Last year, nearly a quarter of houseplant purchases were made by those between the ages of 18 and 34, according to Gardenresearch.com. Plant industry marketers, like Garden Media, call them the Indoor Generation, noting they are overwhelmingly renters in urban areas who have little or no access to yards and are deeply aware of the physical and mental benefits of living with plants (cleaner air, for example).

This appetite is why The Sill is not simply a cheeky, curated plant boutique – with locations on the Lower East Side and the Upper West Side – selling moss balls (adorable algae pods that resemble damp, emerald green Tribbles), fiddle-leaf figs and a startling number of miniature succulents (over 100,000 this year). Its founder, Eliza Blank, a 33-year-old former brand strategist who started the business six years ago in her Lower East Side apartment with a $12,000 (£9,400) Kickstarter campaign, has conceived The Sill as a plant lifestyle company, or a global plant brand – a Glossier of plants, she said.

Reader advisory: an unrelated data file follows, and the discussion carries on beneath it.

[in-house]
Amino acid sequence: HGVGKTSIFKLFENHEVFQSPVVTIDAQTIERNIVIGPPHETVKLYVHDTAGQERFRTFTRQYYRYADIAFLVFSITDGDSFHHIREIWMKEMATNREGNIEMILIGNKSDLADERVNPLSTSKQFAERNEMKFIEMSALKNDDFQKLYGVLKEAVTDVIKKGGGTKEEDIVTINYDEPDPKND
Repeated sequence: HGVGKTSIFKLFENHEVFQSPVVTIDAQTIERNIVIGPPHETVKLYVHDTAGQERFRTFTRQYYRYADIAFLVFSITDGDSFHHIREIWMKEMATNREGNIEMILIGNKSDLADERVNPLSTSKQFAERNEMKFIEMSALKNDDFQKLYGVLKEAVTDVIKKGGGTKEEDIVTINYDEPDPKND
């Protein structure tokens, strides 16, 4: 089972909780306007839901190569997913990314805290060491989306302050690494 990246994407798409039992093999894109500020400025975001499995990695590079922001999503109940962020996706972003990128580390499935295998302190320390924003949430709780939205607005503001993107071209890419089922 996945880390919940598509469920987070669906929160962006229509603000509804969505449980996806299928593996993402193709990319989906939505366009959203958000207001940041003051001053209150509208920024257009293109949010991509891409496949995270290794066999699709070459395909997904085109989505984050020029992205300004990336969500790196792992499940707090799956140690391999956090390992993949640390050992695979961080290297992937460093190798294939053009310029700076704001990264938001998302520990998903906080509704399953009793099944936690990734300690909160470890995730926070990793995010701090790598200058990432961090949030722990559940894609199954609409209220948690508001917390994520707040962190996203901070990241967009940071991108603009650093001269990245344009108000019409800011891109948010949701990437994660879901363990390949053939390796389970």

If plants are ‘an affordable way to fill the void’, The Sill’s ambition is to be the go-to source

This past summer, the company’s revenues reached $5m. Seventy per cent of its sales are online purchases, although Blank’s ambitions include more bricks and mortar; two additional stores will open in Los Angeles in late January.